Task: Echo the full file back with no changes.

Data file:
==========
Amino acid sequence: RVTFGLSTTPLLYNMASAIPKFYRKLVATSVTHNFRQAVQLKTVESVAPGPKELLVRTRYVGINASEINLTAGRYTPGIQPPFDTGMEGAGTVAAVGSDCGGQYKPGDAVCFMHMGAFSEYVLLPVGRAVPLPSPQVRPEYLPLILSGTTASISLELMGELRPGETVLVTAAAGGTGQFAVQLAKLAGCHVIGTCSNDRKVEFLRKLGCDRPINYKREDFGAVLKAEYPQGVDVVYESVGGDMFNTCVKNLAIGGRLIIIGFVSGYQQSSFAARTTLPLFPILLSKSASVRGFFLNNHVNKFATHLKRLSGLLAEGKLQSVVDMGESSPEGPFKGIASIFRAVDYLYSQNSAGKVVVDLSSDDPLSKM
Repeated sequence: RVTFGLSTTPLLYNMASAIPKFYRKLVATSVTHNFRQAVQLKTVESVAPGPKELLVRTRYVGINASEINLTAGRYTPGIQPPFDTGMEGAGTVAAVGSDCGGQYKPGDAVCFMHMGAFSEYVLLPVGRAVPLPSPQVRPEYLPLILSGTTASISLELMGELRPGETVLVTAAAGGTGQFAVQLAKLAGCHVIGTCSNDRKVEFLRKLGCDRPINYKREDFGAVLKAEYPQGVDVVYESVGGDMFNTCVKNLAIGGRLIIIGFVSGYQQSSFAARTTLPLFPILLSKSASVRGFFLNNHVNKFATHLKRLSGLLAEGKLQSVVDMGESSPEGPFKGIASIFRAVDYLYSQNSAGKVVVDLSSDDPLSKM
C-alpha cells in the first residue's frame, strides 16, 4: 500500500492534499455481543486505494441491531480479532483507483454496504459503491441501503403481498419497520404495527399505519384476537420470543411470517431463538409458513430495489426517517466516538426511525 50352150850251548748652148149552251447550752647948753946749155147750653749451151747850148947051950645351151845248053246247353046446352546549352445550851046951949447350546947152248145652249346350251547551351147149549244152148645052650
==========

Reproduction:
Amino acid sequence: RVTFGLSTTPLLYNMASAIPKFYRKLVATSVTHNFRQAVQLKTVESVAPGPKELLVRTRYVGINASEINLTAGRYTPGIQPPFDTGMEGAGTVAAVGSDCGGQYKPGDAVCFMHMGAFSEYVLLPVGRAVPLPSPQVRPEYLPLILSGTTASISLELMGELRPGETVLVTAAAGGTGQFAVQLAKLAGCHVIGTCSNDRKVEFLRKLGCDRPINYKREDFGAVLKAEYPQGVDVVYESVGGDMFNTCVKNLAIGGRLIIIGFVSGYQQSSFAARTTLPLFPILLSKSASVRGFFLNNHVNKFATHLKRLSGLLAEGKLQSVVDMGESSPEGPFKGIASIFRAVDYLYSQNSAGKVVVDLSSDDPLSKM
Repeated sequence: RVTFGLSTTPLLYNMASAIPKFYRKLVATSVTHNFRQAVQLKTVESVAPGPKELLVRTRYVGINASEINLTAGRYTPGIQPPFDTGMEGAGTVAAVGSDCGGQYKPGDAVCFMHMGAFSEYVLLPVGRAVPLPSPQVRPEYLPLILSGTTASISLELMGELRPGETVLVTAAAGGTGQFAVQLAKLAGCHVIGTCSNDRKVEFLRKLGCDRPINYKREDFGAVLKAEYPQGVDVVYESVGGDMFNTCVKNLAIGGRLIIIGFVSGYQQSSFAARTTLPLFPILLSKSASVRGFFLNNHVNKFATHLKRLSGLLAEGKLQSVVDMGESSPEGPFKGIASIFRAVDYLYSQNSAGKVVVDLSSDDPLSKM
C-alpha cells in the first residue's frame, strides 16, 4: 500500500492534499455481543486505494441491531480479532483507483454496504459503491441501503403481498419497520404495527399505519384476537420470543411470517431463538409458513430495489426517517466516538426511525 50352150850251548748652148149552251447550752647948753946749155147750653749451151747850148947051950645351151845248053246247353046446352546549352445550851046951949447350546947152248145652249346350251547551351147149549244152148645052650